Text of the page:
Monica Lewinsky hired new lawyers to enter serious negotiations with prosecutor Kenneth Starr, as the criminal investigation of President Clinton seems to be escalating.
CBS Senior White House Correspondent Bill Plante reports that the high-powered legal team already has gotten Lewinsky the deal she has been seeking for months: Prosecutors are now willing to offer the former White House intern complete immunity from prosecution in return for her full cooperation. Click here for an explanation of immunity by CBS News Legal Correspondent Kristin Jeannette-Meyers.
Lewinsky's former attorney, William Ginsburg, acknowledged Tuesday that his representation of Lewinsky "didn't get me where I wanted to get, which was an immunity agreement."
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Lewinsky appeared Tuesday with her new defense team. Attorney Nathaniel Speights is being joined by two heavyweight Washington criminal attorneys, Jacob Stein and Plato Cacheris.
Also late Tuesday, Starr asked the Supreme Court to clear away the remaining legal hurdles to his obstruction of justice case. Click here for an explanation of the independent counsel law by CBS News Legal Correspondent Kristin Jeannette-Meyers.
He wants the high court to skip the normal appeals process and decide once and for all whether the Secret Service and the president's closest adviser can be forced to testify. Click here for an explanation of executive privilege by CBS News Legal Correspondent Kristin Jeannette-Meyers.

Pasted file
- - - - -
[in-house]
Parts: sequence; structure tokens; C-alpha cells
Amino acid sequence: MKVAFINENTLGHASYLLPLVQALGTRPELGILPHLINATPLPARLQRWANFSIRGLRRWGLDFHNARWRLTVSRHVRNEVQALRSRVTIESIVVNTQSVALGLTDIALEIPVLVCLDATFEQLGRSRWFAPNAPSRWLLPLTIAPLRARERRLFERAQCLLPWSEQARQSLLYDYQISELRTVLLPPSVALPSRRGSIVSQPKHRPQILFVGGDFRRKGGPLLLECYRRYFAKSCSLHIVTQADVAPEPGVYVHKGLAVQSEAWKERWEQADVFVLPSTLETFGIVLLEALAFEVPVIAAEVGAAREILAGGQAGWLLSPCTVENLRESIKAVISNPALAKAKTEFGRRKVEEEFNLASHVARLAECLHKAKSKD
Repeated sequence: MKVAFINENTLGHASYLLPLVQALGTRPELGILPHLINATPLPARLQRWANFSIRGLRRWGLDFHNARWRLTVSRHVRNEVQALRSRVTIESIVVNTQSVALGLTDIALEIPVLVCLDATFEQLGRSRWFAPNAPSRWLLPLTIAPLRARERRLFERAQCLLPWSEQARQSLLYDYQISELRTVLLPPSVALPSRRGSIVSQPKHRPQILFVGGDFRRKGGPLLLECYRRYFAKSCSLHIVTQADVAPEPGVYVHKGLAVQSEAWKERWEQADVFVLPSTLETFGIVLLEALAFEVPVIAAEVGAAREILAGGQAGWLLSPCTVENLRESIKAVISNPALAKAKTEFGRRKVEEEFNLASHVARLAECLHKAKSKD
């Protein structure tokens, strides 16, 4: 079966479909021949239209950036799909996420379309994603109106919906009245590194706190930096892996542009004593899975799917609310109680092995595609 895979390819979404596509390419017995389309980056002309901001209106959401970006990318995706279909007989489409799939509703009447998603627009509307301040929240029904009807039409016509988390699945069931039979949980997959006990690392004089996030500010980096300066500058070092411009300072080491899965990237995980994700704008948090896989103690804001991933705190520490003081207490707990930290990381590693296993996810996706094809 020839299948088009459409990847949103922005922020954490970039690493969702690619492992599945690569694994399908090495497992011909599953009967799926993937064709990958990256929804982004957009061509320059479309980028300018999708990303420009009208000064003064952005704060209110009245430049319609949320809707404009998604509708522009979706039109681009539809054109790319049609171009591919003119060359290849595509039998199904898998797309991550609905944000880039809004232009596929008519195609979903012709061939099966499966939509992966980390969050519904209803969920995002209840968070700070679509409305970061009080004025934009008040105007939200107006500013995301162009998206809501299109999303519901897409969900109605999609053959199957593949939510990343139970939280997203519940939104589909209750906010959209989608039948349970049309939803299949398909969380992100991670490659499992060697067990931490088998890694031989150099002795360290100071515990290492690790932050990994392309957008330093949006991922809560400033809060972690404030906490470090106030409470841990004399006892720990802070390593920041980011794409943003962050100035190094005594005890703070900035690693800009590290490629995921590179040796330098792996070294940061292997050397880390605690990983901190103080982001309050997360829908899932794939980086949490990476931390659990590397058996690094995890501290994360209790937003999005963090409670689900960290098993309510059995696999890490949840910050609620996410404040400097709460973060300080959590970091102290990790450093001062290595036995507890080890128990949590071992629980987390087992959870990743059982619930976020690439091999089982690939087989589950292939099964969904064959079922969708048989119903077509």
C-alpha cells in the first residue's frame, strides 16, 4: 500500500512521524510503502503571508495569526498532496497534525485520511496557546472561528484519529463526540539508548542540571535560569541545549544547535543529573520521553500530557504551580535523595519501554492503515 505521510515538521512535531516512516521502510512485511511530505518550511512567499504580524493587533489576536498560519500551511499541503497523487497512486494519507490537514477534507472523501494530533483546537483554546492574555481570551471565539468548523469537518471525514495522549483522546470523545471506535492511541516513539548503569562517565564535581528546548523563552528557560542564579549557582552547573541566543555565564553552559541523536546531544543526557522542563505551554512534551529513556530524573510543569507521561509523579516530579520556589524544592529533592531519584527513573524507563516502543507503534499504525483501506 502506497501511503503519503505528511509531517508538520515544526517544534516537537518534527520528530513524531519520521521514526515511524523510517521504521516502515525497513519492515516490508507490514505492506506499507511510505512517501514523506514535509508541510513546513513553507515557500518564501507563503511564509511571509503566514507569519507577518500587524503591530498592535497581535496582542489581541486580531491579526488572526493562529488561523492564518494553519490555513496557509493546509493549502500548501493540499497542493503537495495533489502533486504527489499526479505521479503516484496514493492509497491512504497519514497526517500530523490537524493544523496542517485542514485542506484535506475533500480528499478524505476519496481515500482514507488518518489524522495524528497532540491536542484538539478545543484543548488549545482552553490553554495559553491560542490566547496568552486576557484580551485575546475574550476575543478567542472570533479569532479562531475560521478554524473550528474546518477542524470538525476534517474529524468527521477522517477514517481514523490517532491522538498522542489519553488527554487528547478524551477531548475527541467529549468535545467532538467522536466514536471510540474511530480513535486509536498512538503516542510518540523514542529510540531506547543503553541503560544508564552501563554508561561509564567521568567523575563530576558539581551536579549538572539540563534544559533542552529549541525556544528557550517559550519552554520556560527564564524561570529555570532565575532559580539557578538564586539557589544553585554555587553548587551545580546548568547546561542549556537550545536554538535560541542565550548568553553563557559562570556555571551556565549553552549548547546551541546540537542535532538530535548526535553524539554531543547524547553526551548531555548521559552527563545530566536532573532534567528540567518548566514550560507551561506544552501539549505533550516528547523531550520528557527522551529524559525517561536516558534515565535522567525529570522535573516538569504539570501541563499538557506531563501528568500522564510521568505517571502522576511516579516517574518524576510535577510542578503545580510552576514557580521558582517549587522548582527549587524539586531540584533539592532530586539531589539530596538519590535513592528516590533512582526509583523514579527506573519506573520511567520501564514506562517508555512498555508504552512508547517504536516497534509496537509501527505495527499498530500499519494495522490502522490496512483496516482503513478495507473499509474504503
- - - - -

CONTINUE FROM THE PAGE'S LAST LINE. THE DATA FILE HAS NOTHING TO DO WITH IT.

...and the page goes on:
In making the unprecedented request, Starr argued, "The unhappy fact is that...a president is under serious criminal investigation. That unfortunate circumstance is a rare occurrence in our nation's history."
Since January, Starr has been investigating whether the president had a sexual relationship with Lewinsky, and whether there was a coverup. Both Mr. Clinton and Lewinsky have said in sworn statements that their relationship was not sexual.
Starr began his request with forceful rhetoric, saying, "By asserting a purported privilege for governmental attorney-client communications, the president of the United States has directly challenged the ability of the federal grand jury to obtain evidence of possible criminal acts by the president and others. This is, save for Nixon, without parallel in the history of the republic."
Bernstein said the case represents an unusual situation that makes the White House a difficult place for the president to work.
"The White House itself and the Clinton presidency are under siege," Bernstein said.
"It is his own lawyer's fault," he said of the president's attorney, Robert Bennett.
Dershowitz said Bennett should not have had President Clinton swear under oath that he did not have a sexual relationship with Lewinsky "at a time when Bennett couldn't have known whether that were true or not." Dershowitz said that, had Bennett settled or defaulted the case, the White House wouldn't be "under siege."
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